Sir Denis O’Connor

Sir Denis O’Connor is Radzi­now­icz Fel­low at the Insti­tute of Crim­i­nol­o­gy, Cam­bridge Uni­ver­si­ty. He is an inde­pen­dent direc­tor of the Board of the Col­lege of Polic­ing, and an advis­er on Polic­ing to the Min­istry of Defence.

He was Her Majesty’s Chief Inspec­tor of Con­stab­u­lary between 2008-12. Pri­or to join­ing the Inspec­torate in 2004, he was Chief Con­sta­ble of Sur­rey between 2000 and 2004.

He has a Bachelor’s degree in Edu­ca­tion from Southamp­ton Uni­ver­si­ty and an MSc in Social Pol­i­cy from the Cran­field Insti­tute of Tech­nol­o­gy.

Sir Denis began his police career with the Met­ro­pol­i­tan Police in 1968, left in 1976 to go to Uni­ver­si­ty and re-joined as a grad­u­ate entrant in 1974, even­tu­al­ly becom­ing Assis­tant Chief Con­sta­ble in Sur­rey in 1991. He was lat­er appoint­ed to the role of Deputy Chief Con­sta­ble of Kent, and then in 1997 took on the posi­tion of Assis­tant Com­mis­sion­er in Lon­don where he led the Met­ro­pol­i­tan Police Ser­vice devel­op­ment strat­e­gy fol­low­ing the Stephen Lawrence Enquiry.

In 1996, Sir Denis was award­ed the Queen’s Police Medal and lat­er received a CBE in 2002 for ser­vices to polic­ing. He received a knight­hood in 2010 in the Queen’s Birth­day Hon­ours.

In 2011, he was award­ed a place in George Mason University’s ‘Evi­dence-Based Polic­ing Hall of Fame’. He received an Hon­orary Doc­tor­ate in Laws from Wolver­hamp­ton Uni­ver­si­ty in Sep­tem­ber 2012.

Pri­or to becom­ing Vice Pres­i­dent of the Asso­ci­a­tion of Chief Police Offi­cers (ACPO) in 2003, he chaired the ACPO Per­for­mance Man­age­ment Busi­ness Area and led the pilot­ing of the Nation­al Reas­sur­ance Polic­ing Pro­gramme, the pre-cur­sor to Neigh­bour­hood Polic­ing.

In 2005, Sir Denis was com­mis­sioned by the Home Sec­re­tary to review the fit­ness of the cur­rent police force struc­ture, which result­ed in the pub­li­ca­tion of the report ‘Clos­ing the Gap’ sug­gest­ing options for change. Oth­er reviews under­tak­en dur­ing his tenure include ‘Inter­cept­ing Ter­ror­ism,’ a review pub­lished in Octo­ber 2006 on police capa­bil­i­ties for counter ter­ror­ism, and ‘Get­ting Organ­ised,’ a report pub­lished in Octo­ber 2008 on seri­ous and organ­ised crime.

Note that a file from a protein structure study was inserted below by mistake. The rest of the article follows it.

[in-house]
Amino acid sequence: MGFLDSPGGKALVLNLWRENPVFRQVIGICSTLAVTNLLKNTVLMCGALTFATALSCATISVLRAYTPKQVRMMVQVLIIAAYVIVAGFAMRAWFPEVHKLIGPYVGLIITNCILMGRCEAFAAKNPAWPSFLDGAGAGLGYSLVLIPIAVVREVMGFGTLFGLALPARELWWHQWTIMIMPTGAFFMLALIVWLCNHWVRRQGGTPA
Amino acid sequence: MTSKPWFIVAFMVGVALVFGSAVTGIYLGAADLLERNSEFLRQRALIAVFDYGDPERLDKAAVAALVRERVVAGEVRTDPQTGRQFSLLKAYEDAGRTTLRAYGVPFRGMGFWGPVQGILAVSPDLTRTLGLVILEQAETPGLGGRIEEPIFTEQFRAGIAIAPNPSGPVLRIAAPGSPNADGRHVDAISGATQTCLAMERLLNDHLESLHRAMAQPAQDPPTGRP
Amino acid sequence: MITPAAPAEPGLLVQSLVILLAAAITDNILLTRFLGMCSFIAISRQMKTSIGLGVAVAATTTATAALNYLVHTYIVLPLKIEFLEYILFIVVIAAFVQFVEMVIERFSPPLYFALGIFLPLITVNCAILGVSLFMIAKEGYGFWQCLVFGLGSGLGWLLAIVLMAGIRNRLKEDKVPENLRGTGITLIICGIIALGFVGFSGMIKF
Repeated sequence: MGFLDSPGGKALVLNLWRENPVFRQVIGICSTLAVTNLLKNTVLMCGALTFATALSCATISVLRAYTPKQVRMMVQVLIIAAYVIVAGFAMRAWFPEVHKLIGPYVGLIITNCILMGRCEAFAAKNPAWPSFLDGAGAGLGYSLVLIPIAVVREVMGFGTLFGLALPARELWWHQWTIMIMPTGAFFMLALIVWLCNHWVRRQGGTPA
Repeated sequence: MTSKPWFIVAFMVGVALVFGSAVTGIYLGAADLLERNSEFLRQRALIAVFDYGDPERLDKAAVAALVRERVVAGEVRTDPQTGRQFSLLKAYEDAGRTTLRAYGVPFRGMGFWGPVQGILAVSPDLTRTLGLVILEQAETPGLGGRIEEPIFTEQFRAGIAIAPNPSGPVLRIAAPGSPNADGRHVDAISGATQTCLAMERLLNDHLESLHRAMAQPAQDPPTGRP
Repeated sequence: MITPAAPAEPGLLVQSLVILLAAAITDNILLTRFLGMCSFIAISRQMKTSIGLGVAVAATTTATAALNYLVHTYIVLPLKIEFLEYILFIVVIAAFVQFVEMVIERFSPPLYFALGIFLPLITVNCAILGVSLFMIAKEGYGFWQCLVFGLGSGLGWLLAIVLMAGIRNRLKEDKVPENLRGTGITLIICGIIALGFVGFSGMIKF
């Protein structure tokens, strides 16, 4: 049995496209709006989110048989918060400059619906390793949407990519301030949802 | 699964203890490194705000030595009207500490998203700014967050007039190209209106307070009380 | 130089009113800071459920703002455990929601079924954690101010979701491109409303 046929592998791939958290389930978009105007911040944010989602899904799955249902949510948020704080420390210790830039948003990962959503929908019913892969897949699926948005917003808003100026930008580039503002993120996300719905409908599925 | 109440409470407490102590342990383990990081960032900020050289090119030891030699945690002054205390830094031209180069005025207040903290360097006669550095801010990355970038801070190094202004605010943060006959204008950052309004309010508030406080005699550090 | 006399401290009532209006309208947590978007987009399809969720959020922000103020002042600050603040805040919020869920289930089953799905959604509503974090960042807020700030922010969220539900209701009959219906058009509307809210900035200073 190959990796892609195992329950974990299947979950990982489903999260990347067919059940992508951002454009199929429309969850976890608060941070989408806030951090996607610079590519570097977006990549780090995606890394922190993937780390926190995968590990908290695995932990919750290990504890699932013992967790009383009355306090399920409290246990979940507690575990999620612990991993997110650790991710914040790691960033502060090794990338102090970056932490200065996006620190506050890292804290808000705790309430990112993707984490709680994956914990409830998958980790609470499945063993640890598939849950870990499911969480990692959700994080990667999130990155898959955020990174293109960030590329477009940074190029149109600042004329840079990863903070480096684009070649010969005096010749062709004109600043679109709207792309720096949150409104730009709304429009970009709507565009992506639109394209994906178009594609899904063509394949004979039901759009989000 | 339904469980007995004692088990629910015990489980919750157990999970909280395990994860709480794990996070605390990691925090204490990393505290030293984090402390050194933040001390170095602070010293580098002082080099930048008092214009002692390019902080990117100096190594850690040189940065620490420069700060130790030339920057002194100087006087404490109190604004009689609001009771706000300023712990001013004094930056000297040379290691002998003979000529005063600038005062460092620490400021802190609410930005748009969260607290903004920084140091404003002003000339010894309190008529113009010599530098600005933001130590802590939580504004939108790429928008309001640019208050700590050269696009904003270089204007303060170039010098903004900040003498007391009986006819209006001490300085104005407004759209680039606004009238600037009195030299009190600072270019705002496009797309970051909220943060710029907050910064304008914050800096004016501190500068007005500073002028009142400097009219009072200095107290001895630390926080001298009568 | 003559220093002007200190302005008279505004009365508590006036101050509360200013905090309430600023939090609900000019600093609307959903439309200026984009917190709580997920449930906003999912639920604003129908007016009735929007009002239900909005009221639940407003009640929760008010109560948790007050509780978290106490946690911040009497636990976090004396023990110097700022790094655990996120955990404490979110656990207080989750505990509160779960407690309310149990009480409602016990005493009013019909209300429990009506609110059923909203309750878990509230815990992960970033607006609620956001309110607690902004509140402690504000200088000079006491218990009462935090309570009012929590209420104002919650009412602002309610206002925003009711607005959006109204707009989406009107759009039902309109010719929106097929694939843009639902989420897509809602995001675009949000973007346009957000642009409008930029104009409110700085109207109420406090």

Oth­er sig­nif­i­cant analy­sis, com­men­tary and reviews over­seen by Sir Denis fol­low­ing sig­nif­i­cant events that gen­er­at­ed pub­lic con­cern include: the issues aris­ing from the death of Baby Peter Con­nol­ly; the Lessons to be Learned from Stock­well; a review of the polic­ing of pub­lic protests in the con­text of G20;); the polic­ing of the August 2011 dis­or­ders and under­cov­er oper­a­tions (2012). He ini­ti­at­ed stud­ies to iden­ti­fy ‘what works’ in police han­dling of Anti-Social Behav­iour with the assis­tance of MORI and Cardiff Uni­ver­si­ty. His team pro­vid­ed sup­port to the Olympics Pro­gramme in test­ing the Olympic assur­ance process. In the Inspec­torate he intro­duced Val­ue for Mon­ey pro­files for all police forces in Eng­land and Wales in 2008/9 to assist com­par­isons to achieve greater effi­cien­cy and effec­tive­ness dur­ing aus­ter­i­ty. This has been fol­lowed by a series of stud­ies to track police avail­abil­i­ty (2010) and the pre­pared­ness of police forces and author­i­ties for the aus­ter­i­ty spend­ing peri­od (2011,2012); police rela­tion­ships with the media and oth­er par­ties (2011).

He has also con­tributed to the Scar­man Inquiry (1981, the Stephen Lawrence Inquiry (1999), and the Leve­son Inquiry (2012).